Work from home forever

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In March of 2020, I posted this photo of my dog as a joke on my Instagram:

Dog saying: "I hope nobody goes back to work ever"

Now almost 11 months later, it turns out that my dog may have been better at seeing into the future than I was. Since March 2020, workers in many states and across many organizations have been working from home (#workfromhome). The idea for most was to hunker down for a few weeks, then a few months. Now, many companies are adapting to a new normal.

Salesforce recently declared the 9-to-5 workday is dead and is joining the ranks of companies, like Facebook and Twitter, who are both allowing people to work from home forever. As this circle expands, the potential impacts to the personal life of workers, real estate, and the world are huge.

The impact on workers

The Harvard Business Review conducted a survey which highlights some pretty major changes¹:

  • On average, commute time has decreased for workers by 41 minutes
  • On average, there's been a 37 minute increase in personal activities during the "work day" (that's 23 minutes on average for managers, but more than an hour for independent employees)

The net impact to morale has been that despite the negative impacts of pandemic, 58% of respondents said their current working arrangement is better than before.  Anecdotally, I've spoken to both current and former employees who have told me they wouldn't work at a company that asked them to come into an office every day. In tech, at least, this change is very likely permanent.

The impact on real estate

There is approximately 53 billion square feet of non-residential commercial real estate in the United States². While some of that is likely going to continue its current usage (health care, self-storage, etc.), 50% of it is classified as either office, retail, or hospitality, and its future is very much in question. Let's focus on office space, which is around 11 billion square feet. What will be done with this space if demand craters?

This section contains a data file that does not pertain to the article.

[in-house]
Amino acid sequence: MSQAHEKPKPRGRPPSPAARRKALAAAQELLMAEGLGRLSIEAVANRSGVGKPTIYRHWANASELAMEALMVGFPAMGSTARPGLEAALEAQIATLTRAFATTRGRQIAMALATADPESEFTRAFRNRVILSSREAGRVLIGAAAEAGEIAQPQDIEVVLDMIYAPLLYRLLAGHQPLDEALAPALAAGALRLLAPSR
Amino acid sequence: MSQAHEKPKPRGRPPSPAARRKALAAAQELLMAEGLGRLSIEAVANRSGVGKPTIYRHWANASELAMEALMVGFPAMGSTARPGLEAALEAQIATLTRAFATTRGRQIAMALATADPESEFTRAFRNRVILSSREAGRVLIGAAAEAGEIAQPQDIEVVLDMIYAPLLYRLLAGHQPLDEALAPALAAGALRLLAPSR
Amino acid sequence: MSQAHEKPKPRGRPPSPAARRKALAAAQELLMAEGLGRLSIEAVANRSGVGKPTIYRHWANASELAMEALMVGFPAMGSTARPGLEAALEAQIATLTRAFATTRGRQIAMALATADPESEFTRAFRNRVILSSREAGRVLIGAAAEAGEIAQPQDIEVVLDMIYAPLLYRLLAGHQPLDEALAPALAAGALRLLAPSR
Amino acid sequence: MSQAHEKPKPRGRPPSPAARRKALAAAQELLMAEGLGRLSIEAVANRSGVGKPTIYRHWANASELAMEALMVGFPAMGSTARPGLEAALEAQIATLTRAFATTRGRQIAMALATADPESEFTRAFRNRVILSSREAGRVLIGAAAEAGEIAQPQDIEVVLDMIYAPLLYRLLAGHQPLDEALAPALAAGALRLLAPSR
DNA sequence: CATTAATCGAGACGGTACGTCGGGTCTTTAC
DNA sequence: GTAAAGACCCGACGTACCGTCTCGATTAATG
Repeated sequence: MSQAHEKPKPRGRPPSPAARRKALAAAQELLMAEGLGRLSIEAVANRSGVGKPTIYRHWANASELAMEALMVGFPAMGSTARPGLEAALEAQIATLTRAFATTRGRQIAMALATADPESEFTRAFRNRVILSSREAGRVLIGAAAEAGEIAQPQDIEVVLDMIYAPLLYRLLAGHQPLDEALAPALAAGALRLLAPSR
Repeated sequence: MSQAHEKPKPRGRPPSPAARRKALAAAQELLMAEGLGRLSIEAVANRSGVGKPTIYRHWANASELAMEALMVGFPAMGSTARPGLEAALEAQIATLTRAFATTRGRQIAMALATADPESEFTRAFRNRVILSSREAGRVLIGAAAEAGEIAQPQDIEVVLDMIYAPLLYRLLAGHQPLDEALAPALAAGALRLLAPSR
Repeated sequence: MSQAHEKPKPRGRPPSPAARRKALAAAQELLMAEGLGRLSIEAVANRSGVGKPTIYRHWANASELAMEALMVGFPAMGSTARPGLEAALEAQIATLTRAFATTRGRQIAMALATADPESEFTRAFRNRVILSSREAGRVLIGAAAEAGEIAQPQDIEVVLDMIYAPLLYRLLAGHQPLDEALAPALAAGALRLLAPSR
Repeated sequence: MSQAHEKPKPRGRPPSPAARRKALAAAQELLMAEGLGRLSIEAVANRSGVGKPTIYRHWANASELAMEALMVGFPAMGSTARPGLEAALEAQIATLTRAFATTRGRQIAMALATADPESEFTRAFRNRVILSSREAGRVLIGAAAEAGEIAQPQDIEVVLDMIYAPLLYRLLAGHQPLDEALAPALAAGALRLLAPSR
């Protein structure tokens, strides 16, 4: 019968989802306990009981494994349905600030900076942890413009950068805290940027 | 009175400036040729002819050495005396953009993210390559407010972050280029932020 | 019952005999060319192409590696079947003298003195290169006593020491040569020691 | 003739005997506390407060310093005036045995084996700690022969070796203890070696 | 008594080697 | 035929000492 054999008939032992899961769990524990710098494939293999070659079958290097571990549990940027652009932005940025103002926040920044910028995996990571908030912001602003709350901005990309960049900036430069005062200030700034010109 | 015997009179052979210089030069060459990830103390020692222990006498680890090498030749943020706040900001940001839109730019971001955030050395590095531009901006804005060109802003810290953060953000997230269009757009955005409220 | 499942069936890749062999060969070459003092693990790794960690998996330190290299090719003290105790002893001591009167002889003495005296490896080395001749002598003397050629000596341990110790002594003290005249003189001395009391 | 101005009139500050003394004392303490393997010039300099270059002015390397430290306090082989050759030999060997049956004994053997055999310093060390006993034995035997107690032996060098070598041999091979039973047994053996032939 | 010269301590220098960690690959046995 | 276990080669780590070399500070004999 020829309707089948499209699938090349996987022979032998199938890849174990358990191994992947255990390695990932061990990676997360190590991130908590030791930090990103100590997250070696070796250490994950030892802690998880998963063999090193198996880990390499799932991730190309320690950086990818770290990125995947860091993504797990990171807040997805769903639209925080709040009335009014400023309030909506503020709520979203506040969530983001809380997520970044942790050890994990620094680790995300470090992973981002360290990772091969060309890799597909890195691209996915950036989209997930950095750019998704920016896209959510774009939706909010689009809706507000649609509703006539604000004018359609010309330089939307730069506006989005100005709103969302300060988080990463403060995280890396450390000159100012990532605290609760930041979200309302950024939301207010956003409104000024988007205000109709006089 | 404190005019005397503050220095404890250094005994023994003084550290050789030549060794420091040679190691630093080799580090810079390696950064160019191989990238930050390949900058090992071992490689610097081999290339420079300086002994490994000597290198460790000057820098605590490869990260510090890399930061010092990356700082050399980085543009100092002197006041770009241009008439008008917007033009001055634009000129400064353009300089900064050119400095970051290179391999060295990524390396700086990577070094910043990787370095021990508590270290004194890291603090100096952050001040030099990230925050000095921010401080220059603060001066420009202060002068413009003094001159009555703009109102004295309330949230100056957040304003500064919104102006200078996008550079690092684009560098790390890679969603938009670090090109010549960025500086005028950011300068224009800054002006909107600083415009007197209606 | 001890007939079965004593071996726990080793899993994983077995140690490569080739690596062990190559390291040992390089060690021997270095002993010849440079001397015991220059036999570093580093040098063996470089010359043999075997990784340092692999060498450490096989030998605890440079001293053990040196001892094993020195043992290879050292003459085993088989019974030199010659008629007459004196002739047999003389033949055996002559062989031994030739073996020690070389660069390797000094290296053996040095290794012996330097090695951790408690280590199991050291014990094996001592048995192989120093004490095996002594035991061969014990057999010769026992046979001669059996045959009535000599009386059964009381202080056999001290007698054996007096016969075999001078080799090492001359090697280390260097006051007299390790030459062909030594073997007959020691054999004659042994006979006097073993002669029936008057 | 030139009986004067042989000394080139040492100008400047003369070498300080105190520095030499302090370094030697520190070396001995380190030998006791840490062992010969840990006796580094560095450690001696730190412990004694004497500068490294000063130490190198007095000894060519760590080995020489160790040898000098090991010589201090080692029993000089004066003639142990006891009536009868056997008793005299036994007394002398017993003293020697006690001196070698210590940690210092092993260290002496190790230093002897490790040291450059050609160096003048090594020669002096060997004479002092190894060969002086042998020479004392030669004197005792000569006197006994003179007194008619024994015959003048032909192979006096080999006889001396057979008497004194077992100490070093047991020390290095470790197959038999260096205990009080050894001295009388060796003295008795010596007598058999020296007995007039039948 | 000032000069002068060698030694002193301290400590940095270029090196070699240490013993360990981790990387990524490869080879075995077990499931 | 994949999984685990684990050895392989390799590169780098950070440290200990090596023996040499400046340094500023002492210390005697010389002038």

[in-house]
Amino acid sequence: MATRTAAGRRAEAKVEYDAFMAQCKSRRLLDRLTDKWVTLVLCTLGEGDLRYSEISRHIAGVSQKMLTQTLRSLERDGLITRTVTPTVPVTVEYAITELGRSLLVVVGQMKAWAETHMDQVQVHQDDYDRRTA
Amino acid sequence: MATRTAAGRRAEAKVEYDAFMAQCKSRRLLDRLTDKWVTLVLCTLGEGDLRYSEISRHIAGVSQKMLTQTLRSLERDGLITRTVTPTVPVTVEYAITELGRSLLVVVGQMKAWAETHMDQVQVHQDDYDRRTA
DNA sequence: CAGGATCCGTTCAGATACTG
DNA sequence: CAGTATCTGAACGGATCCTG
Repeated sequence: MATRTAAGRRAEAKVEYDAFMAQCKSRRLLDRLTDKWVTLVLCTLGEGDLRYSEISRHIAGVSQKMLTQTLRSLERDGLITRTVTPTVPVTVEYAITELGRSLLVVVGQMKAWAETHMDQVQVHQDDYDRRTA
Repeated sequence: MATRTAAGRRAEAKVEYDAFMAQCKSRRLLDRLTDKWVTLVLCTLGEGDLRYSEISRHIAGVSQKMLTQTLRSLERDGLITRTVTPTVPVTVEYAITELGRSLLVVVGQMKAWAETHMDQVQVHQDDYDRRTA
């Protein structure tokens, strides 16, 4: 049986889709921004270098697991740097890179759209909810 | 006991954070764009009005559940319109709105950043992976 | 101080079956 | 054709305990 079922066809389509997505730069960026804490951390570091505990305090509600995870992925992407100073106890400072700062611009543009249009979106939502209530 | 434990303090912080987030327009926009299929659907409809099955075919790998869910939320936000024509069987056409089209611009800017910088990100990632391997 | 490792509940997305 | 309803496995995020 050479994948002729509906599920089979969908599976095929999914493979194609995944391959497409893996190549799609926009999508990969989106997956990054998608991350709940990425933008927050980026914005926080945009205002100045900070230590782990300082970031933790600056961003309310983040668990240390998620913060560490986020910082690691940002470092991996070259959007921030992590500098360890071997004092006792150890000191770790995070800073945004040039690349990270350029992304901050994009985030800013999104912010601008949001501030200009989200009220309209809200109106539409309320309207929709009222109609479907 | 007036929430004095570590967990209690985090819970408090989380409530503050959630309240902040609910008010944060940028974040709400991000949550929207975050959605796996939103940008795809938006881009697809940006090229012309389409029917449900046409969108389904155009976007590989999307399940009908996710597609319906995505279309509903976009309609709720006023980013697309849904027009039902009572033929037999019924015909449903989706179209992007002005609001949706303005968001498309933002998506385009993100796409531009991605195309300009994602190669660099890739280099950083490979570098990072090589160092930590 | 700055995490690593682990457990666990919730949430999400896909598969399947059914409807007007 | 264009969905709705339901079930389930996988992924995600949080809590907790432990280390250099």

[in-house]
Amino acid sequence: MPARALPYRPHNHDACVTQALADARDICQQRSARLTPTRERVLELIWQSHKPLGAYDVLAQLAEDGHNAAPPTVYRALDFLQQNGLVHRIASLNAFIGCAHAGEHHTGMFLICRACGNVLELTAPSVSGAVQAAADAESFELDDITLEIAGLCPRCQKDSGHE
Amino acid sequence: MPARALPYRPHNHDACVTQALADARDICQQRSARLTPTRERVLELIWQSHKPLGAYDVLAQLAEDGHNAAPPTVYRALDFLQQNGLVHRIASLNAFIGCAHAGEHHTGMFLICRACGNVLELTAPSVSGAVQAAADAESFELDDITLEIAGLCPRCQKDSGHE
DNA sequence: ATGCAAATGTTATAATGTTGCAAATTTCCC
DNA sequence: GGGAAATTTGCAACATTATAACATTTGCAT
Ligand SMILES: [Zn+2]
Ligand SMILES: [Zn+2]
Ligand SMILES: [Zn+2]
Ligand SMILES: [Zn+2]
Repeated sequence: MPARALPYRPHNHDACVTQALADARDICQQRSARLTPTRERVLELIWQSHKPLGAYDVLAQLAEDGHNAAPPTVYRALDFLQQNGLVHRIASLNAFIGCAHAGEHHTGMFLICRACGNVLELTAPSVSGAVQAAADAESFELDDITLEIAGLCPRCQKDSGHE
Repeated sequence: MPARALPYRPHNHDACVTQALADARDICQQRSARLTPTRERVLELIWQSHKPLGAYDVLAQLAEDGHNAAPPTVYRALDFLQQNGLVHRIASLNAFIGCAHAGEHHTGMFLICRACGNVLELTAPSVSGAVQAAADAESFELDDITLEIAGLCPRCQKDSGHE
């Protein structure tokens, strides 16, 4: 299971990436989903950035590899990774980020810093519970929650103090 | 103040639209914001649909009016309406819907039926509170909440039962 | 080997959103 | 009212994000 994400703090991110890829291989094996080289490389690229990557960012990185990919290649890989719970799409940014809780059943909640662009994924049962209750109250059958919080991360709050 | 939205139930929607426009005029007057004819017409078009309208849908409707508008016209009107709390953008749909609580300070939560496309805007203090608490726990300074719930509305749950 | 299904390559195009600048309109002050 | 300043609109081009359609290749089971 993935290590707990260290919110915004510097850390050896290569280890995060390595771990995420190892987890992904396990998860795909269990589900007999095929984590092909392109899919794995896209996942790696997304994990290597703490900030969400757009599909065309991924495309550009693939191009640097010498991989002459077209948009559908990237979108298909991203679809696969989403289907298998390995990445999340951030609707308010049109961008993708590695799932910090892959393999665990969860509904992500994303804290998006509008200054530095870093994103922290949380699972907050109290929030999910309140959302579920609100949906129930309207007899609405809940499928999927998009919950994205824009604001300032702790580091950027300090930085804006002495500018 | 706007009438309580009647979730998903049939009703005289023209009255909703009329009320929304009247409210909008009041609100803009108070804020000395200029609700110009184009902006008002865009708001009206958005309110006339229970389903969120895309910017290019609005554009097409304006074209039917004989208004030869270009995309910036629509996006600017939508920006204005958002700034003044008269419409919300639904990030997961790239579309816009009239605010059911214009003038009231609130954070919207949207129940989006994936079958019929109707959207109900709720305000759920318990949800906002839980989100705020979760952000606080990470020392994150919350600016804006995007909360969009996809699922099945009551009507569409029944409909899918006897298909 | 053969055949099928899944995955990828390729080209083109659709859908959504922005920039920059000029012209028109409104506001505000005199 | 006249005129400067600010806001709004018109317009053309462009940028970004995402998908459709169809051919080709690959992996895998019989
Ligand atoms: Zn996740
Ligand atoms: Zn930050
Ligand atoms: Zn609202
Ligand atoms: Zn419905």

My guess is a significant portion of those spaces will convert to residential real estate. It's actually already being written about, but the changes to incomes for cities and counties will be significant. This change will be big for neighborhoods and urban planning, and it could also have an impact on residential real estate prices. There's 275 billion square feet of residential estate in the United States³⁴, but only around 2.9 billion of new residential was built in 2020. Conversion of even ⅓ of office space would more than double that. If you throw in retail and hospitality conversion as well, things could get very interesting.

The impact on the world

It's hard to overstate the impact that removing the commute will have in terms of available time. I wrote an article a few years ago on the potential impact of self-driving cars, and I discovered that in the United States alone, people spent a whopping 15.6 BILLION minutes in a car every day. Most of that commute time has evaporated, unlocking 260 million hours per day to apply to whatever people want. Back in 2018, I guessed that a lot of that time would go into consuming more media, but if even 1% is redirected to something more interesting, we are on the cusp of some pretty big possibilities.

Note: This article first appeared in the weekly Metal Toad newsletter. If you find this article helpful and think someone in your life would benefit from it, please consider forwarding it to them and asking them to sign up to receive it themselves.

Date posted: February 18, 2021

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About the Author

Joaquin Lippincott, CEO

Joaquin is a 20+ year technology veteran helping to lead businesses in the move to the Cloud. He frequently speaks on panels about the future of tech ranging from IoT and Machine Learning to the latest innovation in the entertainment industry.  He has helped to modernize software for industry leaders like Sony, Daimler, Intel, the Golden Globes, Siemens Wind Power, ABC, NBC, DC Comics, Warner Brothers & the Linux Foundation.

As the CEO and Founder of Metal Toad, an AWS Advanced Consulting Partner, his primary job is to "get the right people in the room".  This one responsibility is cross-functional and includes both external business development functions as well as internal delegation and leadership development.

A UCLA alumni, he also serves in the community as a Board Member for the Los Angeles Area Chamber of Commerce, the Beverly Hills Chamber of Commerce, and Stand for Children Oregon - a public education political advocacy group. As an outspoken advocate for entry-level job creation in tech he helped found the non-profit, P4TH, an organization dedicated to increasing the number of entry-level jobs in the tech industry, and is in the process of organizing an Advisory Board for the Bixel Exchange, a Los Angeles non-profit that provides almost 200 tech internships every year.


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